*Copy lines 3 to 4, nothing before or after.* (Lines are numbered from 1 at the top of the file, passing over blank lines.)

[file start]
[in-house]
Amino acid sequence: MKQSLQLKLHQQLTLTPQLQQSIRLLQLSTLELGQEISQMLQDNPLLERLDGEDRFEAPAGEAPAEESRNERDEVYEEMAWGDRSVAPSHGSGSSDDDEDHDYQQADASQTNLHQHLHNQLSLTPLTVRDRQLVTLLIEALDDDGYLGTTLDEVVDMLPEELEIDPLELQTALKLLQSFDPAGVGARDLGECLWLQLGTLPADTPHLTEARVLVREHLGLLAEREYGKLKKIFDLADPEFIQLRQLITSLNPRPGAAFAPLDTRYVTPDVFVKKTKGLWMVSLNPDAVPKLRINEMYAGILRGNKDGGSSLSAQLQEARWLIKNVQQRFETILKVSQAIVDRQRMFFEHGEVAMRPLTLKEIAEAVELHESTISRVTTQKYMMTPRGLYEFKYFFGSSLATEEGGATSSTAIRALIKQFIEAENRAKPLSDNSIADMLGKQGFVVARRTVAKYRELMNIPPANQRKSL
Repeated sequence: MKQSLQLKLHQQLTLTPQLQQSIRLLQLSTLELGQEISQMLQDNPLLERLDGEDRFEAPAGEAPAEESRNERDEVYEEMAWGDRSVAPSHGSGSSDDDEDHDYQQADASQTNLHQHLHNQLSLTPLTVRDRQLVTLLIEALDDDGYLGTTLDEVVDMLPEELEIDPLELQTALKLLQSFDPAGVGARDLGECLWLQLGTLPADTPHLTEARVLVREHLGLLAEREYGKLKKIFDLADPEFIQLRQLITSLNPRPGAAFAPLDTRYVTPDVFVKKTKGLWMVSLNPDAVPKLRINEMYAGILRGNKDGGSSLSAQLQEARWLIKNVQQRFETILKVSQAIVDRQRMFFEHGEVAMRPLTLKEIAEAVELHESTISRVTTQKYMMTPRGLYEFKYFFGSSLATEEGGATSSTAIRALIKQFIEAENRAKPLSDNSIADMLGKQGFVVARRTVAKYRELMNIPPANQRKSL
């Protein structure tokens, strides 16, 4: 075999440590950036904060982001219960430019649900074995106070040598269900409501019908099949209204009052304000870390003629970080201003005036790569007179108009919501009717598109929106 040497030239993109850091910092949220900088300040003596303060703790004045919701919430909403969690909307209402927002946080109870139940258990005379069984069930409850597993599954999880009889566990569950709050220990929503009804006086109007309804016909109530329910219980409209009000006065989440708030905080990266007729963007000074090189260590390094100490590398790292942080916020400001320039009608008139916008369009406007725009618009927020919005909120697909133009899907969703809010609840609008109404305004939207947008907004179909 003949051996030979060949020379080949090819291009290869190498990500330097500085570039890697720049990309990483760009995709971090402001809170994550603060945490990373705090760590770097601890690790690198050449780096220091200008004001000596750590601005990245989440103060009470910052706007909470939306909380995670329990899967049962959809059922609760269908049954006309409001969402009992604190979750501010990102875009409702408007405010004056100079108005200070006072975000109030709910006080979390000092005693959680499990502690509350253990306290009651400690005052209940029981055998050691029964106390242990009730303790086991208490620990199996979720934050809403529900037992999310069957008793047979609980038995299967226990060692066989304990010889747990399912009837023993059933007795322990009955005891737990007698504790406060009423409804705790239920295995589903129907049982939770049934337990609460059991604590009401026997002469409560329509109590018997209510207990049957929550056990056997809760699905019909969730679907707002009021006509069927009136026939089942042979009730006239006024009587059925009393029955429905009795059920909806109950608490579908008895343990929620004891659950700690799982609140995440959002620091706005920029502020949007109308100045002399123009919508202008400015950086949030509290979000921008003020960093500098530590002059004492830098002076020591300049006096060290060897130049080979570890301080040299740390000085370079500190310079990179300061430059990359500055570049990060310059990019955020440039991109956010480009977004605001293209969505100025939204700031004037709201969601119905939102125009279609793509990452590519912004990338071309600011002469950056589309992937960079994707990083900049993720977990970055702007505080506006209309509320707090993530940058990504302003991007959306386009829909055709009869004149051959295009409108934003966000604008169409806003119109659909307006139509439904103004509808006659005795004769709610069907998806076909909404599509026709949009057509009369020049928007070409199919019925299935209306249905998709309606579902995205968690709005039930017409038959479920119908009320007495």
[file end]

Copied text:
Repeated sequence: MKQSLQLKLHQQLTLTPQLQQSIRLLQLSTLELGQEISQMLQDNPLLERLDGEDRFEAPAGEAPAEESRNERDEVYEEMAWGDRSVAPSHGSGSSDDDEDHDYQQADASQTNLHQHLHNQLSLTPLTVRDRQLVTLLIEALDDDGYLGTTLDEVVDMLPEELEIDPLELQTALKLLQSFDPAGVGARDLGECLWLQLGTLPADTPHLTEARVLVREHLGLLAEREYGKLKKIFDLADPEFIQLRQLITSLNPRPGAAFAPLDTRYVTPDVFVKKTKGLWMVSLNPDAVPKLRINEMYAGILRGNKDGGSSLSAQLQEARWLIKNVQQRFETILKVSQAIVDRQRMFFEHGEVAMRPLTLKEIAEAVELHESTISRVTTQKYMMTPRGLYEFKYFFGSSLATEEGGATSSTAIRALIKQFIEAENRAKPLSDNSIADMLGKQGFVVARRTVAKYRELMNIPPANQRKSL
């Protein structure tokens, strides 16, 4: 075999440590950036904060982001219960430019649900074995106070040598269900409501019908099949209204009052304000870390003629970080201003005036790569007179108009919501009717598109929106 040497030239993109850091910092949220900088300040003596303060703790004045919701919430909403969690909307209402927002946080109870139940258990005379069984069930409850597993599954999880009889566990569950709050220990929503009804006086109007309804016909109530329910219980409209009000006065989440708030905080990266007729963007000074090189260590390094100490590398790292942080916020400001320039009608008139916008369009406007725009618009927020919005909120697909133009899907969703809010609840609008109404305004939207947008907004179909 003949051996030979060949020379080949090819291009290869190498990500330097500085570039890697720049990309990483760009995709971090402001809170994550603060945490990373705090760590770097601890690790690198050449780096220091200008004001000596750590601005990245989440103060009470910052706007909470939306909380995670329990899967049962959809059922609760269908049954006309409001969402009992604190979750501010990102875009409702408007405010004056100079108005200070006072975000109030709910006080979390000092005693959680499990502690509350253990306290009651400690005052209940029981055998050691029964106390242990009730303790086991208490620990199996979720934050809403529900037992999310069957008793047979609980038995299967226990060692066989304990010889747990399912009837023993059933007795322990009955005891737990007698504790406060009423409804705790239920295995589903129907049982939770049934337990609460059991604590009401026997002469409560329509109590018997209510207990049957929550056990056997809760699905019909969730679907707002009021006509069927009136026939089942042979009730006239006024009587059925009393029955429905009795059920909806109950608490579908008895343990929620004891659950700690799982609140995440959002620091706005920029502020949007109308100045002399123009919508202008400015950086949030509290979000921008003020960093500098530590002059004492830098002076020591300049006096060290060897130049080979570890301080040299740390000085370079500190310079990179300061430059990359500055570049990060310059990019955020440039991109956010480009977004605001293209969505100025939204700031004037709201969601119905939102125009279609793509990452590519912004990338071309600011002469950056589309992937960079994707990083900049993720977990970055702007505080506006209309509320707090993530940058990504302003991007959306386009829909055709009869004149051959295009409108934003966000604008169409806003119109659909307006139509439904103004509808006659005795004769709610069907998806076909909404599509026709949009057509009369020049928007070409199919019925299935209306249905998709309606579902995205968690709005039930017409038959479920119908009320007495």